EU Parliament approves the Transfer of Funds regulation

Thursday 27 April 2023 14:18 CET | News

The EU Parliament has voted on a new set of rules that support the tracing of crypto asset transfers in the same way as traditional money transfers.


Specifically, MEPs approved with 529 votes in favour to 29 against and 14 abstentions the first piece of EU legislation that allows the tracing of crypto-asset transfers, including bitcoin and electronic money tokens. The Transfer of Funds regulation was provisionally approved by Parliament and Council negotiators in June 2022. The primary goal of this endeavour is to ensure that crypto asset transfers can always be traced and that suspicious transactions can be blocked. 

The actual implementation of the law will rely on the ‘travel rule,’ which mandates that any information on the source of the asset and its beneficiary will have to ‘travel’ with the transaction and be stored on both sides of the transfer. In the case of self-hosted wallets, the new law will cover transactions above EUR 1000 when hosted wallets managed by crypto-assets service providers are involved. 

However, it’s worth noting that the rules won’t become applicable to person-to-person transfers conducted without a provider.


The EU Parliament has voted on a new set of rules that support the tracing of crypto asset transfers in the same way as traditional money transfers.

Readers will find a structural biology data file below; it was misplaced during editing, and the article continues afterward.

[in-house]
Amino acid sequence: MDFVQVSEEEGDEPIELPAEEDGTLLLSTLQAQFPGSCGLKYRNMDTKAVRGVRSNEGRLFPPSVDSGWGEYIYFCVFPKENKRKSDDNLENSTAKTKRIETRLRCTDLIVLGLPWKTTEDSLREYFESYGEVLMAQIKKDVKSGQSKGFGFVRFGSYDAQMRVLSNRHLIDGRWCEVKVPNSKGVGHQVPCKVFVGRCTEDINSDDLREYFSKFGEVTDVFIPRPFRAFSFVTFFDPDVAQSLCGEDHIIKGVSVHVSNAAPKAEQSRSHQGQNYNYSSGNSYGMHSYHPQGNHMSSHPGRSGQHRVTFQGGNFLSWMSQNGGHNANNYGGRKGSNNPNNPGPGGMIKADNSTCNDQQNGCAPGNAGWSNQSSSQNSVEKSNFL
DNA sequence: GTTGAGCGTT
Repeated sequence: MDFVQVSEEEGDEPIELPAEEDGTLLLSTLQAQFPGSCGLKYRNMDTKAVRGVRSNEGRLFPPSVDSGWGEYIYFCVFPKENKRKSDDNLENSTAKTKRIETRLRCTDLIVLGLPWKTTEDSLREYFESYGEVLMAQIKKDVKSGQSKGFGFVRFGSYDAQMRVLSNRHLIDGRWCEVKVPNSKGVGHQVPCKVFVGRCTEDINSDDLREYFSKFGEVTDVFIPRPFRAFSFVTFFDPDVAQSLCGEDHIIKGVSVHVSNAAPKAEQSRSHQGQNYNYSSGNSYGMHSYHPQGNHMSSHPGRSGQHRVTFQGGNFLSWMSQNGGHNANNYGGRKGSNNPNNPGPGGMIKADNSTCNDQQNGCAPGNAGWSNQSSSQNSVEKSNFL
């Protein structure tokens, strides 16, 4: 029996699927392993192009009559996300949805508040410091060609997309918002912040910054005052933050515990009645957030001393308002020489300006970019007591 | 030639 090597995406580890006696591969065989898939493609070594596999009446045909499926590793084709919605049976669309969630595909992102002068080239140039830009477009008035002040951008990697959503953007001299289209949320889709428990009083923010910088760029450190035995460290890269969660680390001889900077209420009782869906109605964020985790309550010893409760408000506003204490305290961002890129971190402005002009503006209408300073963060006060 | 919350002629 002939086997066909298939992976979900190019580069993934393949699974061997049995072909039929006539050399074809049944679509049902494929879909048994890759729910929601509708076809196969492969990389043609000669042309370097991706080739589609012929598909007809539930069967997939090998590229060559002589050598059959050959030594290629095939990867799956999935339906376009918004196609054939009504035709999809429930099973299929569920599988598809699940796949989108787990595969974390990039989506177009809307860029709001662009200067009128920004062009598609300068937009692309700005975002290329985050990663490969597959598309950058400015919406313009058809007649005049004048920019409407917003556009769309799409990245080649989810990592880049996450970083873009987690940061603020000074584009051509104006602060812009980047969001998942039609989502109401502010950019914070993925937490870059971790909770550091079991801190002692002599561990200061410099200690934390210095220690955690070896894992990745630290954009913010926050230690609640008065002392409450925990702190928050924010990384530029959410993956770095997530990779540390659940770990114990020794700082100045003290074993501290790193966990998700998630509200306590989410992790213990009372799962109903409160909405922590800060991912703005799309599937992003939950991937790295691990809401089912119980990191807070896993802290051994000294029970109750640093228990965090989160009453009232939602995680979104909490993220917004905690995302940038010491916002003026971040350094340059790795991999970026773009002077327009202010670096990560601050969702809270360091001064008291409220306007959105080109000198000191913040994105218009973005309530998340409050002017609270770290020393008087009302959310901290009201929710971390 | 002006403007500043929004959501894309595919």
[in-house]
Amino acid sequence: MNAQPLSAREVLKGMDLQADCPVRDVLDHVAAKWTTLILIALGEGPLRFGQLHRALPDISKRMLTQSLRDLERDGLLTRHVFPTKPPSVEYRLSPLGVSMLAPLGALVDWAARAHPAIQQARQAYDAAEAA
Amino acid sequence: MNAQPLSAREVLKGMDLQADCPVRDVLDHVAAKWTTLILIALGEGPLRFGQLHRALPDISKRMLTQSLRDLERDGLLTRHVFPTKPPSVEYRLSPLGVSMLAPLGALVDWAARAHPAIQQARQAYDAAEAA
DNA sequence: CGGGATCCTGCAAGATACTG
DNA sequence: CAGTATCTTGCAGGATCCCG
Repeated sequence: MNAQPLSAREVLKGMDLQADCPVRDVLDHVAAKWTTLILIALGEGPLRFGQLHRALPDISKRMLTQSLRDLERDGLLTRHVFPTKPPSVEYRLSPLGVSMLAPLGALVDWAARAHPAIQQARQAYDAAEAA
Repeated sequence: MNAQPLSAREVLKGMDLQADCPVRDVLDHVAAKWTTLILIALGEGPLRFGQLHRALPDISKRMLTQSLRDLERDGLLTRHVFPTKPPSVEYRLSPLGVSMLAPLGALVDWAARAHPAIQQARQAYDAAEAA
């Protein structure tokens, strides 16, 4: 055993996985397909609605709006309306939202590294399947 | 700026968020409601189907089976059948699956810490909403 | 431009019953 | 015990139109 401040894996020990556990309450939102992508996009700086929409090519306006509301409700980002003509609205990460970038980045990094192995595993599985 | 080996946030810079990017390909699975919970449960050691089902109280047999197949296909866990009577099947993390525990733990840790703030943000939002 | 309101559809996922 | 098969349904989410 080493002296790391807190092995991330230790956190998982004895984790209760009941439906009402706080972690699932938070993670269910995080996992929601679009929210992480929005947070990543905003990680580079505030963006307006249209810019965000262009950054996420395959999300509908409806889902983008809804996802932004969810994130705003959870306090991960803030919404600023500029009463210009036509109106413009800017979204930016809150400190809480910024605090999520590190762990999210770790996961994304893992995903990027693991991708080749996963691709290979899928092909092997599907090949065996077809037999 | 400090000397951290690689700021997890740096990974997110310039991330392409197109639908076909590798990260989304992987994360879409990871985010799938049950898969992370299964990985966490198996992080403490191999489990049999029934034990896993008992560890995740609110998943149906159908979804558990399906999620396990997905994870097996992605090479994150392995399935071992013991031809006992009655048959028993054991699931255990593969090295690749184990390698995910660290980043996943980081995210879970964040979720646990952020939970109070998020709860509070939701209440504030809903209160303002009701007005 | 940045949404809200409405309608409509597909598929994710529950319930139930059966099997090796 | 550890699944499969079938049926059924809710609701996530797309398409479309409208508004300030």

Markets in Crypto Act (MiCA) has passed

MiCA has finally passed with 517 votes in favour to 38 against and 18 abstentions following an initial vote postponement due to technical difficulties related to the document’s translation. MiCA aims to regulate insider trading, unlawful disclosure of inside information, as well as other market manipulation attempts related to cryptocurrencies to preserve the integrity of the market. 

Thanks to this new law, consumers will be better informed about the costs, risks, and charges linked to their operations. Furthermore, the new legal framework will support market integrity and financial stability by regulating public offers of crypto assets. To combat money-laundering risks, the European Securities and Markets Authority (ESMA) aims to create a public register that will include non-compliant crypto asset service providers that operate in the European Union without authorisation. 

In essence, MiCA aims to minimise the risks associated with consumers buying crypto assets by making providers liable if they lose their investors’ crypto assets. The issue of the high carbon footprint associated with cryptocurrencies has also been addressed, as service providers will have to disclose their energy consumption. 

According to, stablecoins such as tether and USDC will need to maintain adequate reserves to meet redemption requests in the event of mass withdrawals. Stablecoins that become too large also face being limited to EUR 200 million (USD 220 million) in transactions per day.

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Keywords: regulation, compliance, MiCA, cryptocurrency
Categories: DeFi & Crypto & Web3
Companies: European Parliament
Countries: Europe
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DeFi & Crypto & Web3

European Parliament

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